Monday, November 5, 2018

De-stressing your cat's veterinary visit

The thought of your cat's annual exam shouldn't make you both want to hide under a towel!

At Exclusively Cats Veterinary Hospital, we know how stressful it can be for your cat to come visit us. We also know, that what stresses your cat also stresses YOU! You want to take the best care of your cat that you can, but you sometimes wonder if all the crying during the car ride, or the hissing in the exam room is worth it. We get that. We don’t like to see your cat stressed out, and we don’t want you to be stressed during your visit, either. 

However, regular exams with your veterinarian are so important, especially as your cat ages. There are common diseases in older cats that can sometimes be difficult to pick up on at home due to their subtle signs. That’s where your veterinarian comes in! A complete, whisker to tail physical examination will help reveal some of those elusive signs, and your conversation with the veterinary team will help pick up on other signs, such as increased vomiting, increased or decreased energy, night-time howling, bigger urine clumps, and increased thirst in your cat; these are all signs of common diseases in older cats such as diabetes mellitus, hyperthyroidism, and chronic kidney disease. 

Even if your cat is indoors, he or she still needs to visit the veterinarian. Indoor cats can still get fleas, are still at risk for heartworm disease, and still may be exposed to rabies if a bat enters your home. If you have a kitten, he or she may need to visit every few weeks for the first few months, in order to get booster vaccines. Between 2-8 years of age, a visit every year is typically sufficient, if your cat is indoor only. However, as your cat approaches 8-9 years of age, ideally those visits should be twice a year. We recommend checking patients’ blood pressure at least twice yearly, as some patients with hypertension can display signs of retinal damage after only a few weeks of chronic high blood pressure. After all, the sooner we pick up on medical problems, the sooner we can treat it and the better the prognosis!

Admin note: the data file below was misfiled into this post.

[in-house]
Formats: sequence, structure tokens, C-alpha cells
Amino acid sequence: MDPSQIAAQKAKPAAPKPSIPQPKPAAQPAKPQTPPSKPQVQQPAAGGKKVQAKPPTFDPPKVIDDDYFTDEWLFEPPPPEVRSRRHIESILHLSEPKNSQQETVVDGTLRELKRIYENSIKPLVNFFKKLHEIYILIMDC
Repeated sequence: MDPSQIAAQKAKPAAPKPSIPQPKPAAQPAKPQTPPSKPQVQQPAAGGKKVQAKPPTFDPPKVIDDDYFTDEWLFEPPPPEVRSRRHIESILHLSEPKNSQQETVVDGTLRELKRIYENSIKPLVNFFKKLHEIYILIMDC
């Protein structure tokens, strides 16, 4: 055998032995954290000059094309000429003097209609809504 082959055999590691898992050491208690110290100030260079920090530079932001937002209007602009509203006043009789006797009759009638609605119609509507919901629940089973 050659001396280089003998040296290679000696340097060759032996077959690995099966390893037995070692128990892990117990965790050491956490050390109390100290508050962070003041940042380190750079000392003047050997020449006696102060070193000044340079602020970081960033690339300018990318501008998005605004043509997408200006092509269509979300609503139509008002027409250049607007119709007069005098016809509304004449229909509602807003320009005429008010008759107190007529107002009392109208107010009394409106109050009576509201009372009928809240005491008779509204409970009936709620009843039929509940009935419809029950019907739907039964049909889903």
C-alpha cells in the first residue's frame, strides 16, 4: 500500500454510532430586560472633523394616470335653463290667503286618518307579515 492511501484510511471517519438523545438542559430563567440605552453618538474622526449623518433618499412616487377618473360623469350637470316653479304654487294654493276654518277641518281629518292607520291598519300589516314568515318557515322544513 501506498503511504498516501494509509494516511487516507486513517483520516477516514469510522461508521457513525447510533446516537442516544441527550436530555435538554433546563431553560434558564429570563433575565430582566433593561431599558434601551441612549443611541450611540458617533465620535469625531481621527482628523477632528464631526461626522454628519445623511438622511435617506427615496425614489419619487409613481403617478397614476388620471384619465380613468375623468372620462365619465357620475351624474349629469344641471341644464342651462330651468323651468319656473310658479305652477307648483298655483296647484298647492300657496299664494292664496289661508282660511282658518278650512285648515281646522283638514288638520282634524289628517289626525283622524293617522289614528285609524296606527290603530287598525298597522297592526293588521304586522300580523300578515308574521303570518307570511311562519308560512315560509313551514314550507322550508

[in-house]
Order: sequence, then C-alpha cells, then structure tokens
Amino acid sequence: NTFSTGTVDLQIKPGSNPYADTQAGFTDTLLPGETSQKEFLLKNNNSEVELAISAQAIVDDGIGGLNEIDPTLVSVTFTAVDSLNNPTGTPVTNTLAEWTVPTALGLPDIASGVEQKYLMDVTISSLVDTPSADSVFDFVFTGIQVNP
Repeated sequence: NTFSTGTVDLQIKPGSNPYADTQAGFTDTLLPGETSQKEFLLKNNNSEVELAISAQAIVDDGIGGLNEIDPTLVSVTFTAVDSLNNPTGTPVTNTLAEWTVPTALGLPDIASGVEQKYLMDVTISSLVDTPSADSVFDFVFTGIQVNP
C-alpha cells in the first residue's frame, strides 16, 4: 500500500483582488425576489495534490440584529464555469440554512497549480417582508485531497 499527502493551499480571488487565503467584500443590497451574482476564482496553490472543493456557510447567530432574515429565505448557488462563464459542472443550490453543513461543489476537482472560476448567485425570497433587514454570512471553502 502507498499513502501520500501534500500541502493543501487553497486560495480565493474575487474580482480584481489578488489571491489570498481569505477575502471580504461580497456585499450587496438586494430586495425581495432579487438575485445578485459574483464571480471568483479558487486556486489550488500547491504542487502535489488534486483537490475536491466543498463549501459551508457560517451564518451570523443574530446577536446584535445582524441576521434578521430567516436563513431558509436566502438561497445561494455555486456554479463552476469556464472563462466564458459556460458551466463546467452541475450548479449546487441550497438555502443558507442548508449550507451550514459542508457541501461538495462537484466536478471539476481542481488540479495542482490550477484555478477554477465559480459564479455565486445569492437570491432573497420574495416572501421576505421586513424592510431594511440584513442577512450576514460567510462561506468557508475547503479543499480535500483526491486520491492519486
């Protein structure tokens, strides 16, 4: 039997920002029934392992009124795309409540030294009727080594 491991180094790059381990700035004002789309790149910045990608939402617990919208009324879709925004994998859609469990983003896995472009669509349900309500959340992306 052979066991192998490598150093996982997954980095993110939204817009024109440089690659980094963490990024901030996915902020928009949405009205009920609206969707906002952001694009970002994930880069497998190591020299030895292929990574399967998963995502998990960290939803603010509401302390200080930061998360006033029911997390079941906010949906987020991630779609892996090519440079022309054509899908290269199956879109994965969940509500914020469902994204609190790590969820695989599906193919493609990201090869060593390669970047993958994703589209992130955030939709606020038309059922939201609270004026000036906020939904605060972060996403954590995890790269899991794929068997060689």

With most of our feline patients, our Feline Friendly Handling Guidelines allow us to perform exams and treatments with limited stress. A calm and quiet environment, skilled and gentle handling, knowledge of feline behavior and body language, Feliway diffusers in the exam room that give off calming pheromones, warm towels, and making slow, steady movements all help provide an environment most likely to make a cat feel safe. But some cats are so stressed by any part of the whole experience that they go into defensive mode for self-protection.

Here are some great tips to help decrease the stress you and your cat experience when you visit:

Conquer the Carrier Crisis

Many dogs enjoy getting in the car and going for a ride because they never know if they are going to the pet store, grandma’s house, the dog park, or McDonald’s for a hamburger! On the other hand, most cats only see the carrier when it’s time to see the vet, which makes it a doubly scary thing.
You're never too young to learn about the carrier!

If you start acclimating your cat to the carrier when they are young, you may be able to make your cat like the carrier right away, but even older cats can learn to fear the carrier less if you let them get used to the idea. The best carriers are those that can have the top removed by unclasping it or unzipping, so the cat can be examined in the carrier if they want (more on that, later!). If you start weeks prior to your annual visit by introducing the bottom half of your carrier in a room that your cat likes to spend time in, your cat will start to see it as less of a threat.